Citing Debts, L.A. Board Revokes School's Charter
The Los Angeles Unified School District board agreed last week to pull the plug on a charter school that had lost much of its enrollment and gone heavily into debt.
The 5-to-2 vote came after auditors found that mismanagement had plunged Edutrain, a special school for dropouts, nearly $1 million into debt and district officials determined the school was not meeting its academic goals.
"When you violate our trust, the consequences are not one more chance," Mark Slavkin, the board's president, said. The board rebuffed the school's pleas for an additional three months to turn itself around.
Winston C. Doby, the chairman of Edutrain's board of governors, last week called the board's decision "totally unfair" and vowed to fight it in court.
"There are some board members who are basically against charters," said Mr. Doby, who also is a vice chancellor of the University of California at Los Angeles.
"This gives them an opportunity to put a nail in the coffin of the charter movement," he said.
Superintendent Sidney A. Thompson last week denied any political motivation behind the decision.
"We believe in the charter-school movement, and we desperately want it to succeed," Mr. Thompson said.
The only chance for Edutrain's success, Mr. Thompson said, is for it to close temporarily so that it can focus on reorganization without having to worry about students' needs.
The district has agreed not to give the charter--one of 10 allowed it under state law--to another school until after mid-April so Edutrain can reorganize and reapply.
The Los Angeles district's decision marked the first time that a school board has revoked a school charter. It also illustrated some of the financial pitfalls associated with the idea of enabling public schools to operate largely free of district oversight and control.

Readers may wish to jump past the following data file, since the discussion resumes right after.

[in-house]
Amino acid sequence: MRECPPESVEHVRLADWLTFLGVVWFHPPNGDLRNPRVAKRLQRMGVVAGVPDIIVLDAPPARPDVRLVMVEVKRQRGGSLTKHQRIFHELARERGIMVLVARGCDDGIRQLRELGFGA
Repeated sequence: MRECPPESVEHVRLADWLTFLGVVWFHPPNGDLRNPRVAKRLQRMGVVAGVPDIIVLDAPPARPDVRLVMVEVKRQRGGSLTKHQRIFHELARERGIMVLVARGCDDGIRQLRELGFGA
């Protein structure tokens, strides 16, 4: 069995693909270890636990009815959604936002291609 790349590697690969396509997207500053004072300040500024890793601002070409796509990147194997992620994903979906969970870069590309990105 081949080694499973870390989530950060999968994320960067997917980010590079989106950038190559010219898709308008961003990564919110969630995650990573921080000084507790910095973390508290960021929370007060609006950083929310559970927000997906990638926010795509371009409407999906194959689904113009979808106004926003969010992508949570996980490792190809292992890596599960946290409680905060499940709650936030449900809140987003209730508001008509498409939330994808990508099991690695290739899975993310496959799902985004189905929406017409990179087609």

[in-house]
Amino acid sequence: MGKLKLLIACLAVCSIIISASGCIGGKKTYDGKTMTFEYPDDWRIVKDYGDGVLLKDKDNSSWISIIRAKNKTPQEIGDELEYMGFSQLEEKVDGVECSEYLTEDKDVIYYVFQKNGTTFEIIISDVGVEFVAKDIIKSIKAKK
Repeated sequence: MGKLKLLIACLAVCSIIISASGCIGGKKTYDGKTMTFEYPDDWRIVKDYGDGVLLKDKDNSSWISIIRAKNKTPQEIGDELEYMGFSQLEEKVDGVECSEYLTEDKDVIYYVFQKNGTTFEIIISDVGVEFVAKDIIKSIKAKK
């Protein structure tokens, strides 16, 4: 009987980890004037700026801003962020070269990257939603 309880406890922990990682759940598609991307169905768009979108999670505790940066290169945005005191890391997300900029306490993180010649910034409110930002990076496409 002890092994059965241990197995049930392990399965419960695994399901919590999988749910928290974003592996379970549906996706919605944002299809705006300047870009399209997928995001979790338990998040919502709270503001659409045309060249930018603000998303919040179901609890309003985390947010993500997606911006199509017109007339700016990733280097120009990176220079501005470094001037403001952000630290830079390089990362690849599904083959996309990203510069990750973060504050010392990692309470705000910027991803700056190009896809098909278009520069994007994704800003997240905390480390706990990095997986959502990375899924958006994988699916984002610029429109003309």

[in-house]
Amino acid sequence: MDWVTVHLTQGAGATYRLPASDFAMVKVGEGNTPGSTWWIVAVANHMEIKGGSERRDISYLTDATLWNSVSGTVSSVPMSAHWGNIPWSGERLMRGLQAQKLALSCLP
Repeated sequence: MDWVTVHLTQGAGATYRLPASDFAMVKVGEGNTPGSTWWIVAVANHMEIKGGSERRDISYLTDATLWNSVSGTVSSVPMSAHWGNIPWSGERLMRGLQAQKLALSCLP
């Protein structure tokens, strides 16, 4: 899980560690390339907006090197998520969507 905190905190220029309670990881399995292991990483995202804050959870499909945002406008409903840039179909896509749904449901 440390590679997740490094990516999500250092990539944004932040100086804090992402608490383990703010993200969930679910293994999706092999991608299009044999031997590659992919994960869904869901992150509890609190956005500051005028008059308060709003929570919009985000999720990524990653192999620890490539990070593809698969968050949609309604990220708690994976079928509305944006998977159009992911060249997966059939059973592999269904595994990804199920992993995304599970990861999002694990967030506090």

The decision illustrated that "the charter idea is very much about accountability," Ted Kolderie, who has followed the charter-schools movement as a senior associate at the Center for Policy Studies in Minneapolis, said last week.
Paying for Perks
Educators and business leaders had organized the Edutrain school so that dropouts could return to school and take part-time classes where they would receive individualized instruction.
The school was chartered in May 1993 and, in its first year, enrolled more than 500 students and graduated nearly 70 of them.
But in May, a state education department official visited the school and found it was receiving state funds for more students than it served. District officials said they then looked into the school and found its record-keeping to be "woefully inadequate," Richard K. Mason, a lawyer for the L.A.U.S.D., said last week.
An independent audit found the school was nearly $1 million in debt and owed the district at least $240,000 for students it had wrongly anticipated serving this fall, when only about 100 students enrolled.
Edutrain's board of governors has refused to release or publicly discuss a separate management review they commissioned.
But the Los Angeles Times reported, and school district officials last week confirmed, that the review found the school's money had been spent to lease its principal an expensive sports car, to help pay the principal's rent and hire a bodyguard, and to pay for a $7,000 staff retreat in Carmel. Teachers, meanwhile, had complained they lacked basic textbooks and supplies.
Mr. Doby maintained the district board acted on such findings without giving the school a chance to defend itself. The school's board has removed the former principal and has been taking steps to remedy the other problems, he said.